After a good warmup, we were Eastbound again. I wanted to fly a short leg to the West Texas airport in El Paso and refuel there prior to taking off on a fairly long leg to Ft. Stockton, TX..
On previous trips I had noticed what appeared to be lava flows Northwest of El Paso. Small hills in this area have the tell-tale "dished out" look of a volcano that has blown it's stack. I modified our course to show my co-pilot the lava, then flew over "Kilbourne Hole" at coordinates:
31 58 10.35N 106 57 51.94W
A good article about Kilbourne Hole
Kilbourne Hole is 300 feet deep. We flew beneath the rim of the crater and circled around in the hole.
You can see some of the lava flow I mentioned just Northwest of Kilbourne.
We talked with El Paso approach and landed at West Texas airport after a 45 minute flight. Bathroom break and full of fuel, we were off again for Ft. Stockton.
If I am continuing East from El Paso I have to contend with the "Guadelupe Peak". Our course from El Paso this time took us Southwest, so we looked at Guadalupe from a distance, but if you have to fly Eastbound, you get "up close and personal" with this big rock. It is imposing, to say the least. Coordinates:
31 53 03.63N 104 51 29.37W
Go to the 3D feature of Google Earth and take a good look at Ms. Guadelupe....
she can get your "pucker factor" goin'!
West Texas is BIG........and there aren't many folks out there! When we landed at Ft. Stockton for fuel I realized I had made a stupid mistake......we hadn't filed a flight plan. There are places along that route you don't want to crash.....you won't be found for years! If I make the trip in that direction again, I'll be talking with my Flight Service Station specialist!
Fuel at Ft. Stockton was "self serve". I actually like these systems. Similar to buying auto fuel, you simply slide your credit card and pump your own fuel. They are open 24 hours a day, so you can get fuel even when airport personnel are gone home.
The flight from Ft. Stockton to San Antonio was beautiful......hills and valleys, many private airfields alongside gorgeous ranch houses.
We landed at San Antonio having flown 6.1 hours from Deming.
We were both ready to be out of the helicopter.
Flying cross country emphasizes how big our country truly is. I have driven this same route and it is a boring drive.......it seems you are looking at the same mountain for an entire day. The speed of the helicopter and the altitude you can safely fly are nearly perfect.....the mountains pass quickly enough to stay entertained, and at our altitude we easily saw Deer, Jackrabbits, and Javelina.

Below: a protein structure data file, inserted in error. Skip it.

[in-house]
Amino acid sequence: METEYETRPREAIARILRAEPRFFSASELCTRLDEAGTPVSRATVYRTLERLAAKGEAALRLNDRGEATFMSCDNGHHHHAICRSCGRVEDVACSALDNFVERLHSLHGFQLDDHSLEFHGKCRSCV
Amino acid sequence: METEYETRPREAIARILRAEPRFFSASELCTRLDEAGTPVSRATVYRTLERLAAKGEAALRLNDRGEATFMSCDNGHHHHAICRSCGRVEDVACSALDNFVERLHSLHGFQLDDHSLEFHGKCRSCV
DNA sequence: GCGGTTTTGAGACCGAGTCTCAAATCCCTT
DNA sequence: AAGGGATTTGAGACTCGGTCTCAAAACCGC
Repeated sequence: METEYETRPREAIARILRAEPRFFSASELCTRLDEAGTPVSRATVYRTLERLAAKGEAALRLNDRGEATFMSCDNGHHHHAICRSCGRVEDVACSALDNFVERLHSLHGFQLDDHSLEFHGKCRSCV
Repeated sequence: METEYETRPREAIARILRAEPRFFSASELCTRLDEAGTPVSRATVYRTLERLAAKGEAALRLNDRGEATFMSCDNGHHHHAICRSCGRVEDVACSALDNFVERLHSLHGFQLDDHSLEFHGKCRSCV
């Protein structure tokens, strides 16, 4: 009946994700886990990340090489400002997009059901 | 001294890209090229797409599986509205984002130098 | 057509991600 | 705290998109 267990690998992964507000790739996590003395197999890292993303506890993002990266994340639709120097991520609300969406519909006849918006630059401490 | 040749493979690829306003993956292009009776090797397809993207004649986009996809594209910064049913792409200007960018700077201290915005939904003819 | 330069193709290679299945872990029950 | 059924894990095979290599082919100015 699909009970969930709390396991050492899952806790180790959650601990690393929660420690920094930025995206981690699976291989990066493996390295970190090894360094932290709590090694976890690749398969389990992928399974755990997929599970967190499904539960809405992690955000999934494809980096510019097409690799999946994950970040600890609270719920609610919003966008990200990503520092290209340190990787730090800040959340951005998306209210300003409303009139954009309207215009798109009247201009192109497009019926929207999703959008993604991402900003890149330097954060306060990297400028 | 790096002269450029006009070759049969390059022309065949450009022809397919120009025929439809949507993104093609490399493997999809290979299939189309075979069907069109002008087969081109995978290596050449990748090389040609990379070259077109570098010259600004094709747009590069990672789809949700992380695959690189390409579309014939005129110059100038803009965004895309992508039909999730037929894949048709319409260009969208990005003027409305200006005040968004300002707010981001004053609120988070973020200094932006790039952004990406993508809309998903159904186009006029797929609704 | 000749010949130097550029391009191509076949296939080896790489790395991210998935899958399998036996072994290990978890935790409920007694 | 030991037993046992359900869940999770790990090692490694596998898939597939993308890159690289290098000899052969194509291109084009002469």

I recommend the trip. If you'd like to do it with me, contact me via email and I'll let ya know where to send the $400,000 check!
10 December 2005
Deming New Mexico is a great place to stop for several reasons. It's an uncontrolled airfield, meaning there is no operating control tower there. Helicopter pilots are rebels at heart.....most of us don't much like being told what to do. I'll take an uncontrolled airfield over one with a tower every time, all other things being equal.
Many airports are located some distance from the town they serve. This is great for noise abatement and keeping airplanes from running into people's homes. It's not so great if you land after dark when the airport administration has shut down and gone home for dinner. Sure, there is generally a pay phone handy, with important phone numbers listed there: Night fueling, Motels, and Airport manager.
It's nice to find an airport where you can land, shut the machine down, grab your bag, and walk across the street to a motel/restaurant.
I love to stop at Deming because the manager at the "Grand Hotel" caters to pilots. He's an Iranian transplant, and quite a businessman. Call from the airport anytime, day or night, and they will send a van to pick you up. The hotel is a converted Ramada Inn from years ago.........nothin' really special, but all we are looking for is a clean room, a bed, a shower, and a good place to eat within walking distance. The Grand has a good restaurant in the hotel. They serve a great Mexican dinner and a pretty good breakfast.
I was pleased to find that the owner, Mr. Khanbabian, has seen fit to install a Wifi system at the Grand. More and more, I'll be pickin' my layover choices by whether or not a fast internet connection is available.
The answer to my question about the ramp at the Deming airport:
I spot four Apache Attack helicopters and five OH-58 Kiowa Scout helicopters there.
They may have flown in from Fort Bliss, shut down, and called Mr. Khanbabian to get transportation for a great lunch!